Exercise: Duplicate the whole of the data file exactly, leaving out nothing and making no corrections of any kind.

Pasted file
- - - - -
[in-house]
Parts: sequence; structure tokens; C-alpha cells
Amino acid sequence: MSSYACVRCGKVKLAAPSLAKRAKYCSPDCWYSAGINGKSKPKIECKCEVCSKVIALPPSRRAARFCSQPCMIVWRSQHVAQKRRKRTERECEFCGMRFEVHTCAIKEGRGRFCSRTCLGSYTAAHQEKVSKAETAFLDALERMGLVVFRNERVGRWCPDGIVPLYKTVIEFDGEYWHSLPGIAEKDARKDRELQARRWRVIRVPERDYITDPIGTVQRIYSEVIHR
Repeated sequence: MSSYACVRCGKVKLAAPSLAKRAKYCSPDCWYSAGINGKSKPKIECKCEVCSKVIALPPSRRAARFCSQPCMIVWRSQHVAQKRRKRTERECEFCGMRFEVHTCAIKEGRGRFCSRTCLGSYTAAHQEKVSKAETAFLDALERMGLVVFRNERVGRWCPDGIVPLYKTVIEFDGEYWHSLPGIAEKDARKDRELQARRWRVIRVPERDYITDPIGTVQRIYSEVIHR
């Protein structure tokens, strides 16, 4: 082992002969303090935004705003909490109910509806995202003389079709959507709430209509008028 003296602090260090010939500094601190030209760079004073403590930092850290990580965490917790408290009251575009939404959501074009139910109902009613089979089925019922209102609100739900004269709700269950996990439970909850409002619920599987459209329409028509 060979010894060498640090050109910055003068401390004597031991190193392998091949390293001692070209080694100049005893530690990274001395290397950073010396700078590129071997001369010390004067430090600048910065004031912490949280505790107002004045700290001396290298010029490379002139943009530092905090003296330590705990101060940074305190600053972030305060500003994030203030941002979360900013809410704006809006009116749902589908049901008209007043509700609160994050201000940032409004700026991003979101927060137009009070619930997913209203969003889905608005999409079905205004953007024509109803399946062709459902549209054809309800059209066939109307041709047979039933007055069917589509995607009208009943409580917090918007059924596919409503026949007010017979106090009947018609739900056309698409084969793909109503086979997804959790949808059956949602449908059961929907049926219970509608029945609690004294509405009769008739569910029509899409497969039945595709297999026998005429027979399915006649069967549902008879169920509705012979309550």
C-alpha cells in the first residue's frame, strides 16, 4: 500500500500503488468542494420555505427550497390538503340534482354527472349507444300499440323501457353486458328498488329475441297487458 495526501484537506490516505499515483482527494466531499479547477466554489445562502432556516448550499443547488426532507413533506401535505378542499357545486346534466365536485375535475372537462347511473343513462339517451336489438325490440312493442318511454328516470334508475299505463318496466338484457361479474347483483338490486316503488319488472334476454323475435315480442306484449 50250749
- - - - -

[in-house]
Parts: sequence; structure tokens; C-alpha cells
Amino acid sequence: MSSYACVRCGKVKLAAPSLAKRAKYCSPDCWYSAGINGKSKPKIECKCEVCSKVIALPPSRRAARFCSQPCMIVWRSQHVAQKRRKRTERECEFCGMRFEVHTCAIKEGRGRFCSRTCLGSYTAAHQEKVSKAETAFLDALERMGLVVFRNERVGRWCPDGIVPLYKTVIEFDGEYWHSLPGIAEKDARKDRELQARRWRVIRVPERDYITDPIGTVQRIYSEVIHR
Repeated sequence: MSSYACVRCGKVKLAAPSLAKRAKYCSPDCWYSAGINGKSKPKIECKCEVCSKVIALPPSRRAARFCSQPCMIVWRSQHVAQKRRKRTERECEFCGMRFEVHTCAIKEGRGRFCSRTCLGSYTAAHQEKVSKAETAFLDALERMGLVVFRNERVGRWCPDGIVPLYKTVIEFDGEYWHSLPGIAEKDARKDRELQARRWRVIRVPERDYITDPIGTVQRIYSEVIHR
């Protein structure tokens, strides 16, 4: 082992002969303090935004705003909490109910509806995202003389079709959507709430209509008028 003296602090260090010939500094601190030209760079004073403590930092850290990580965490917790408290009251575009939404959501074009139910109902009613089979089925019922209102609100739900004269709700269950996990439970909850409002619920599987459209329409028509 060979010894060498640090050109910055003068401390004597031991190193392998091949390293001692070209080694100049005893530690990274001395290397950073010396700078590129071997001369010390004067430090600048910065004031912490949280505790107002004045700290001396290298010029490379002139943009530092905090003296330590705990101060940074305190600053972030305060500003994030203030941002979360900013809410704006809006009116749902589908049901008209007043509700609160994050201000940032409004700026991003979101927060137009009070619930997913209203969003889905608005999409079905205004953007024509109803399946062709459902549209054809309800059209066939109307041709047979039933007055069917589509995607009208009943409580917090918007059924596919409503026949007010017979106090009947018609739900056309698409084969793909109503086979997804959790949808059956949602449908059961929907049926219970509608029945609690004294509405009769008739569910029509899409497969039945595709297999026998005429027979399915006649069967549902008879169920509705012979309550």
C-alpha cells in the first residue's frame, strides 16, 4: 500500500500503488468542494420555505427550497390538503340534482354527472349507444300499440323501457353486458328498488329475441297487458 495526501484537506490516505499515483482527494466531499479547477466554489445562502432556516448550499443547488426532507413533506401535505378542499357545486346534466365536485375535475372537462347511473343513462339517451336489438325490440312493442318511454328516470334508475299505463318496466338484457361479474347483483338490486316503488319488472334476454323475435315480442306484449 50250749